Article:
The family described in this report demonstrates that the persistence of pro-VWF does not compromise VWF synthesis or storage in both endothelial cell Weibel-Palade bodies and platelet α-granules, because platelet VWF content and DDAVP-induced release of VWF from Weibel-Palade bodies were normal18; however, it reduces circulating levels of VWF, albeit to a mild degree. This last finding suggests a defect in the constitutive release of VWF by endothelial cells, which was confirmed by the demonstration of reduced secretion of mutated recombinant VWF expressed in BHK cells. Indeed, the secretion of hybrid rWT/R760CVWF, which mimics the heterozygous state of our patients, appeared reduced by 50% compared with the wild type. In contrast, the intracellular rVWF content of both hybrid rWT/R760CVWF and homozygous rR760CVWF appeared to be normal. Taken together, these findings establish that the major outcome of pro-VWF persistence because of the Arg760Cys mutation is compromised VWF secretion, the degree of which depends on the heterozygous or homozygous state. That the defect in VWF release mainly involves pro-VWF is based on the finding that, in plasma, unprocessed VWF was less represented than the mature subunit, similarly to the observation made with the recombinant hybrid VWF secreted by BHK cells. Our results agree with the in vitro observation that recombinant VWF carrying the conservative Arg→ Lys substitution at position 4 upstream cleavage site yielded 80% mature VWF and only 20% of unprocessed VWF, whereas the nonconservative Arg → Ala substitution at the same position yielded 65% mature VWF.11 Instead, mutations involving the Cys at position 2 upstream of the cleavage site result in a more pronounced defect in VWF processing, suggesting that this position plays a major role in cleavage activity.11 The persistence of pro-VWF does not compromise VWF multimer composition, because all oligomers were present in the patients studied, even though they were less represented. Other multimer abnormalities, such as the presence of the smear between contiguous oligomers and the unusually large VWF multimers may be explained by the introduction of an additional Cys,36 known to have a key role in multimer organization.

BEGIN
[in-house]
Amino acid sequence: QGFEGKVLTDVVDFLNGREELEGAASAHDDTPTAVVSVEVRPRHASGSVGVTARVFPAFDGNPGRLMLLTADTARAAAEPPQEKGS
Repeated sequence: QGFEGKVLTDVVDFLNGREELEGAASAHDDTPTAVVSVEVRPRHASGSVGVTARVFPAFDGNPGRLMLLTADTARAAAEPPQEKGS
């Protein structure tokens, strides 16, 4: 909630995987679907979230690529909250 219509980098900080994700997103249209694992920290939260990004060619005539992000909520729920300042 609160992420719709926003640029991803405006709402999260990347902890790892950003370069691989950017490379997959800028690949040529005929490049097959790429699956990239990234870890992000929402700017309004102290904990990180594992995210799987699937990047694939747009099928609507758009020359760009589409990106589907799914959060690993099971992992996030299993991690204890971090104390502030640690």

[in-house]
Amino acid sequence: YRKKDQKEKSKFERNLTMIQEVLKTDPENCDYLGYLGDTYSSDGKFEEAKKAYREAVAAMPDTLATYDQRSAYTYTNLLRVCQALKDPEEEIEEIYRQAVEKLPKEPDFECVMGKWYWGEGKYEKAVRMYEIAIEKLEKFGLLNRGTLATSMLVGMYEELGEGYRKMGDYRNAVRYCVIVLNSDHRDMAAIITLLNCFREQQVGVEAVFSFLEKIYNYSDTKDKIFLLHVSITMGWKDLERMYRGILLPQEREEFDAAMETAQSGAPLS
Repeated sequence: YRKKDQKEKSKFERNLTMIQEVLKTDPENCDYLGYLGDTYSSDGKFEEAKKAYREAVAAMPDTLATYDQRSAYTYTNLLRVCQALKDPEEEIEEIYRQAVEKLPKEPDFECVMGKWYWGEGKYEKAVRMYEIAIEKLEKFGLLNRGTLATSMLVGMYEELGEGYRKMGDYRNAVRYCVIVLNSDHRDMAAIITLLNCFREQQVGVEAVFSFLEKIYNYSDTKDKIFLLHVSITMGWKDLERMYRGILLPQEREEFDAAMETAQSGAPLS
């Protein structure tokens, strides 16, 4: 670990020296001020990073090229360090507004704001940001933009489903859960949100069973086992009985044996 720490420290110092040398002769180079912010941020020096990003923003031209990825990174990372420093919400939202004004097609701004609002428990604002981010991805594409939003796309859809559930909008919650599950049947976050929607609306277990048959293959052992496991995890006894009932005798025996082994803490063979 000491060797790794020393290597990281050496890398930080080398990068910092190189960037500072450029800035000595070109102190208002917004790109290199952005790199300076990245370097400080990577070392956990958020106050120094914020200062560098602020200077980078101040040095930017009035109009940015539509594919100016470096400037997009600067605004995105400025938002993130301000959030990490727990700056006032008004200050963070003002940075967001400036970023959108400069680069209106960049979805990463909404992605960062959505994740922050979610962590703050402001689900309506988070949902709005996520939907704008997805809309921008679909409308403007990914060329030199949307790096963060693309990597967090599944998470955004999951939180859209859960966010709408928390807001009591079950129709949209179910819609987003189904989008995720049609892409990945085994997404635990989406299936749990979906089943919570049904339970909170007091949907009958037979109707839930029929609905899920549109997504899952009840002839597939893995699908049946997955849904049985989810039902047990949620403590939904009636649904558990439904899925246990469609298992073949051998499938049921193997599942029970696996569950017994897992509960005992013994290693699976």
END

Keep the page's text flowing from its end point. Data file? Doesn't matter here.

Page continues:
Arg760Cys VWF also displayed a decrease in FVIII binding capacity, as previously observed in an in vitro model of unprocessed VWF.37 This finding might be explained by the fact that persistence of pro-VWF makes the FVIII binding sites, which are located in the amino-terminal portion of mature VWF, less accessible to the FVIII molecule because of steric hindrance. Alternatively, it may be advanced that after proteolytic cleavage, VWF allows a correct folding for the development of high-affinity binding domains. In any case, the patient's FVIII binding capacity was only mildly compromised, in agreement with the observation that circulating pro-VWF appeared relatively less represented than the mature subunit. Indeed, the entity of decrease in FVIII binding capacity of VWF carrying the Arg760Cys mutation was similar to that observed in heterozygous type 2N VWD; however, when a second type 2N mutation was also present, as in the proband who also carried the Arg91Gln mutation, the FVIII binding defect became significantly more pronounced.